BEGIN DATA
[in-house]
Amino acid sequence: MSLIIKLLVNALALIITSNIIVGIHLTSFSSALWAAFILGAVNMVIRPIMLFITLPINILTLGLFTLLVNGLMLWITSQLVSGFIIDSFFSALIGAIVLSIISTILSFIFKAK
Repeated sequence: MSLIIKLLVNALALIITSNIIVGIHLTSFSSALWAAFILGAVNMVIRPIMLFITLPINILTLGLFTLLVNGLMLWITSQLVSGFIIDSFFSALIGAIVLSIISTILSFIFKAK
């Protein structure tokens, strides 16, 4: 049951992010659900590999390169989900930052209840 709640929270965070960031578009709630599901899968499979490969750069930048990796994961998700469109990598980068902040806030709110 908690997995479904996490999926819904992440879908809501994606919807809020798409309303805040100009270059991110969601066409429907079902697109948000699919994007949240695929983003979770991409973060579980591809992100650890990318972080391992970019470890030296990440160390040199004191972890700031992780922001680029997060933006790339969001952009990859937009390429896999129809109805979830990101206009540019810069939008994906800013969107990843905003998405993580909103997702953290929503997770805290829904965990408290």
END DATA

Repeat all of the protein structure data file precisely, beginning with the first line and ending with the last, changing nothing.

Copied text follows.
[in-house]
Amino acid sequence: MSLIIKLLVNALALIITSNIIVGIHLTSFSSALWAAFILGAVNMVIRPIMLFITLPINILTLGLFTLLVNGLMLWITSQLVSGFIIDSFFSALIGAIVLSIISTILSFIFKAK
Repeated sequence: MSLIIKLLVNALALIITSNIIVGIHLTSFSSALWAAFILGAVNMVIRPIMLFITLPINILTLGLFTLLVNGLMLWITSQLVSGFIIDSFFSALIGAIVLSIISTILSFIFKAK
């Protein structure tokens, strides 16, 4: 049951992010659900590999390169989900930052209840 709640929270965070960031578009709630599901899968499979490969750069930048990796994961998700469109990598980068902040806030709110 908690997995479904996490999926819904992440879908809501994606919807809020798409309303805040100009270059991110969601066409429907079902697109948000699919994007949240695929983003979770991409973060579980591809992100650890990318972080391992970019470890030296990440160390040199004191972890700031992780922001680029997060933006790339969001952009990859937009390429896999129809109805979830990101206009540019810069939008994906800013969107990843905003998405993580909103997702953290929503997770805290829904965990408290």